Showing posts with label Terminator (The). Show all posts
Showing posts with label Terminator (The). Show all posts

Monday, October 19, 2020

Paperback Warrior - Episode 66

On Episode 66 of The Paperback Warrior Podcast, we return to our Men’s Adventure roots with a discussion of several rare and iconic series titles in the hard-core action genre. Tom also tells a shocking and controversial book hunting story you won’t want to miss. Listen on your favorite podcast app,, or download directly HERE

Listen to "Episode 66: Men's Adventure Shootout" on Spreaker.

Friday, June 14, 2019

The Terminator #04 - Crystal Kill

In an effort to cross-promote to their own 'The Executioner' consumers, publishing house Pinnacle utilized the same fonts and artistic covers for their short-lived 'The Terminator' series. The books, written by porn editor Dennis Rodriguez as John Quinn, lasted for six installments from 1983-1984. The series features an ex-CIA assassin named Gavin, whose attempts to marry and settle-down were suspended after being set-up on his last assignment (told as an origin story in the series debut “Mercenary Kill”). Now, he's a semi-fugitive living under the assumed name of Bob Evans in a Colorado mountain town. Without his modest retirement benefits and pension, Gavin takes on private investigator jobs for money.

The novel begins with a hired killer named Soto violently murdering a family in Miami. After reconvening with his boss, kingpin El Jefe, Soto is advised to take a new assignment on Catalina Island, off the California coast. A movie director turned drug dealer has received a large amount of product, yet hasn't provided payment for the goods. Soto's job is to become the enforcer and make the man pay. But how does any of this involve Gavin?

A scorned lover has employed Gavin to find her book-selling husband. He ran off with a publishing rep and was last seen on Catalina Island. Gavin, not enthused about his role in a marital dispute, bitterly accepts the assignment for the lucrative payout. Convenient, yet it seems like a lackluster way for the author just to connect beacon points between mafia enforcers and The Terminator.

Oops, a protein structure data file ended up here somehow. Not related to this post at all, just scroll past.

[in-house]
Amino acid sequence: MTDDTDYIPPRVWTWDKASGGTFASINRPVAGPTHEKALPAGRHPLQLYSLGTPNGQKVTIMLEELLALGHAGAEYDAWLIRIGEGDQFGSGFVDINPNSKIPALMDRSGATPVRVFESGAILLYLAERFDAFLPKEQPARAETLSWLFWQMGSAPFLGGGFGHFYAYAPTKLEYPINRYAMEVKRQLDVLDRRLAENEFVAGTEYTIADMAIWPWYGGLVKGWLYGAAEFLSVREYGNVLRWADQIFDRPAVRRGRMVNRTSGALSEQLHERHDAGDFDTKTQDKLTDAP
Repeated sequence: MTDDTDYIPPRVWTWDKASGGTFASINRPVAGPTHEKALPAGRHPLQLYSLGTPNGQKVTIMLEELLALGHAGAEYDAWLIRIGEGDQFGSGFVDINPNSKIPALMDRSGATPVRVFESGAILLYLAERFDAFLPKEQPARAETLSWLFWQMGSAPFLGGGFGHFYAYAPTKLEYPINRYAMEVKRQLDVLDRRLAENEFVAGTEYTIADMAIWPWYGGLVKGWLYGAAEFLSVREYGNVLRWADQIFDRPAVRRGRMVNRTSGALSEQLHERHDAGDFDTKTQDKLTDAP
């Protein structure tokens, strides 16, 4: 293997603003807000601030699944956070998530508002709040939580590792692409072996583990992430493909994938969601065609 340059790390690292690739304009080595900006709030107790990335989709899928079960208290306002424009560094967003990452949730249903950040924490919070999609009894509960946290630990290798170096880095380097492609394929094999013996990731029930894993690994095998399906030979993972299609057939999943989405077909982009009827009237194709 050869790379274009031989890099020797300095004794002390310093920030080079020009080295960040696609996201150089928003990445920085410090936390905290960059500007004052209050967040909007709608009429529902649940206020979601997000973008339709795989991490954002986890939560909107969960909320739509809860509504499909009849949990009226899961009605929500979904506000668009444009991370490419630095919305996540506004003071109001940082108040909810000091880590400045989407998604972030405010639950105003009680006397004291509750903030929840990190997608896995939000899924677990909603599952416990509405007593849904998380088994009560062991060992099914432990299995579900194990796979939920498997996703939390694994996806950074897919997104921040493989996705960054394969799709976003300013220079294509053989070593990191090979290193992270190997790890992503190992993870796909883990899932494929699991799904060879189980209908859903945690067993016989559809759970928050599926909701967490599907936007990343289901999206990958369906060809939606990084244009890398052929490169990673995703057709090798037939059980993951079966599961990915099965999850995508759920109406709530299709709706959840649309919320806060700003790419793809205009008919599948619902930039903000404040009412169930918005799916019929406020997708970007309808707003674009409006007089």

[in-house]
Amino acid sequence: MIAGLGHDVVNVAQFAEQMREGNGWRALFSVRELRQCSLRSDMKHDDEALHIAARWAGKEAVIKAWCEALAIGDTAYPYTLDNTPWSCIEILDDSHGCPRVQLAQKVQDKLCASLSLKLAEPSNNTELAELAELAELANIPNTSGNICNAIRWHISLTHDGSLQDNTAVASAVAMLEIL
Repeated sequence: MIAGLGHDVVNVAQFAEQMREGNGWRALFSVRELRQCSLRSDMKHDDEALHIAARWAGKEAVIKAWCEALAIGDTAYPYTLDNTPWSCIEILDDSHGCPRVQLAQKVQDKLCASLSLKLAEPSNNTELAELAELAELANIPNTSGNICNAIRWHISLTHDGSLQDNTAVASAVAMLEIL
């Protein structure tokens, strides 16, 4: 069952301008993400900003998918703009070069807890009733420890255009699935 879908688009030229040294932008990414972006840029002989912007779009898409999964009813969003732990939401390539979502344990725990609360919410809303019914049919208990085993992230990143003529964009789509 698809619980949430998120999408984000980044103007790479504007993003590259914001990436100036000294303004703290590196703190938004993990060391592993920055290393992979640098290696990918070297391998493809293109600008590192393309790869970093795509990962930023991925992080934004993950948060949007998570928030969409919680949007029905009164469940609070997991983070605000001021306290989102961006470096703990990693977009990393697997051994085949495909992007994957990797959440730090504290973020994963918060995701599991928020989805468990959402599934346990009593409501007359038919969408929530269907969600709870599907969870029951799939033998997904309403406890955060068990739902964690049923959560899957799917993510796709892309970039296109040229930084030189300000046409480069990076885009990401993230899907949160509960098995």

Once Gavin arrives on the island, he reaches out to his old friend Doug and Doug's wife Marie. Gavin learns that Doug has apparently been killed while fishing offshore. The grieving Marie feels there's more to the story and provides details to Gavin. Combining Doug's hefty business debts with the fact that the body was never found leads Gavin to believe there was malicious intent involved.

Connecting the dots, readers learn that El Jefe and Soto are both after Pierce, an ex-Universal Studios director who's debauchery has pushed him from Hollywood elitist to grindhouse hack. Pierce's distributor has gone missing (readers suspect it is Gavin's friend Doug) with an enormous supply of cocaine, putting Pierce in arrears financially with wholesaler El Jefe. When bone-breaker Soto arrives on El Jefe's behalf, he finds that Pierce is protecting himself with his own team of enforcers.

At the 75-page mark, it's abundantly clear that the author is having a blast writing this. It's a funny, captivating chase story as Gavin and Pierce pursue Doug's whereabouts while tangling with mob killers. Specifically, the interplay between Pierce's two enforcers and El Jefe's hit-men is worth the price of admission. I had no issue that the foursome absorb most of the book's narrative. It seemed as though Gavin was an unnecessary fifth-wheel, but kudos to the writer for realizing where the story's true strengths are. This was thoroughly enjoying and highly recommended.

Buy a copy of this book HERE

Friday, August 3, 2018

The Terminator #02 - Silicon Valley Slaughter

Dennis Rodriguez, writing as John Quinn, produced a six-book series in the 80s called 'The Terminator'. With fonts, layouts and story design, it attempted to capitalize on Pinnacle's success with the superior 'The Executioner'. Whether it was successful or not remains to be seen, but judging from its limited run, I assume Rodriguez and 'The Terminator' met a bitter end.

The second entry in the series, “Silicon Valley Slaughter”, was released in 1983 and is set a few months after the debut events. Former CIA hitman Rod Gavin is now laying low, unemployed and living off of his savings in rural Colorado. He's still close friends with Dorn, an older mechanic colleague that assisted Gavin in the prior novel. Also Duffy, the NSA operative from the debut, once again aligns with Gavin to right a few wrongs – namely the kidnapping of Duffy's niece by the dastardly Yakuza, otherwise known as the Japanese mafia.